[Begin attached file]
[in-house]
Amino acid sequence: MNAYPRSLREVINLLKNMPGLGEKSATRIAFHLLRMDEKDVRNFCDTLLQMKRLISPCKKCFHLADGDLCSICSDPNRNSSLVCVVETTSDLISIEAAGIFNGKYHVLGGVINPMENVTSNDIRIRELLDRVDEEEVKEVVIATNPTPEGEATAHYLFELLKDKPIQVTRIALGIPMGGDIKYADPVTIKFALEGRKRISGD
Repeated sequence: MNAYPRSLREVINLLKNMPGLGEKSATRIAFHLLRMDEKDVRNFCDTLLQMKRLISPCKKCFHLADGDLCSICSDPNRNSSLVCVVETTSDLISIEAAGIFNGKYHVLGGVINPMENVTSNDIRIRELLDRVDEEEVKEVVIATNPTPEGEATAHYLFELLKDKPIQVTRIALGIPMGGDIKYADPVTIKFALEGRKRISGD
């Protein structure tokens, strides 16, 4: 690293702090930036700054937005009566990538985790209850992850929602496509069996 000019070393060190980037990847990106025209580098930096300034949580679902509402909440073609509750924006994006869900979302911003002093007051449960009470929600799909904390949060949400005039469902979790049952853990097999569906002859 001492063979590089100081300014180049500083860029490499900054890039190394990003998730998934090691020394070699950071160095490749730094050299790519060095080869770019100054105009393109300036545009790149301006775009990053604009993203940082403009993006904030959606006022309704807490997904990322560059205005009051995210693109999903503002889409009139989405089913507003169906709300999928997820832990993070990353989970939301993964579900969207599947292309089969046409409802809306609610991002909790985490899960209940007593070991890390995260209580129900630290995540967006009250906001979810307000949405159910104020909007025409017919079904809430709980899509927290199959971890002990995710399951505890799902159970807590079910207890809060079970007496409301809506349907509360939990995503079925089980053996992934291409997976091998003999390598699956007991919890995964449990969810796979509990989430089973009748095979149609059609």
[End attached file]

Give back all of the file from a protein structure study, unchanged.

[in-house]
Amino acid sequence: MNAYPRSLREVINLLKNMPGLGEKSATRIAFHLLRMDEKDVRNFCDTLLQMKRLISPCKKCFHLADGDLCSICSDPNRNSSLVCVVETTSDLISIEAAGIFNGKYHVLGGVINPMENVTSNDIRIRELLDRVDEEEVKEVVIATNPTPEGEATAHYLFELLKDKPIQVTRIALGIPMGGDIKYADPVTIKFALEGRKRISGD
Repeated sequence: MNAYPRSLREVINLLKNMPGLGEKSATRIAFHLLRMDEKDVRNFCDTLLQMKRLISPCKKCFHLADGDLCSICSDPNRNSSLVCVVETTSDLISIEAAGIFNGKYHVLGGVINPMENVTSNDIRIRELLDRVDEEEVKEVVIATNPTPEGEATAHYLFELLKDKPIQVTRIALGIPMGGDIKYADPVTIKFALEGRKRISGD
């Protein structure tokens, strides 16, 4: 690293702090930036700054937005009566990538985790209850992850929602496509069996 000019070393060190980037990847990106025209580098930096300034949580679902509402909440073609509750924006994006869900979302911003002093007051449960009470929600799909904390949060949400005039469902979790049952853990097999569906002859 001492063979590089100081300014180049500083860029490499900054890039190394990003998730998934090691020394070699950071160095490749730094050299790519060095080869770019100054105009393109300036545009790149301006775009990053604009993203940082403009993006904030959606006022309704807490997904990322560059205005009051995210693109999903503002889409009139989405089913507003169906709300999928997820832990993070990353989970939301993964579900969207599947292309089969046409409802809306609610991002909790985490899960209940007593070991890390995260209580129900630290995540967006009250906001979810307000949405159910104020909007025409017919079904809430709980899509927290199959971890002990995710399951505890799902159970807590079910207890809060079970007496409301809506349907509360939990995503079925089980053996992934291409997976091998003999390598699956007991919890995964449990969810796979509990989430089973009748095979149609059609």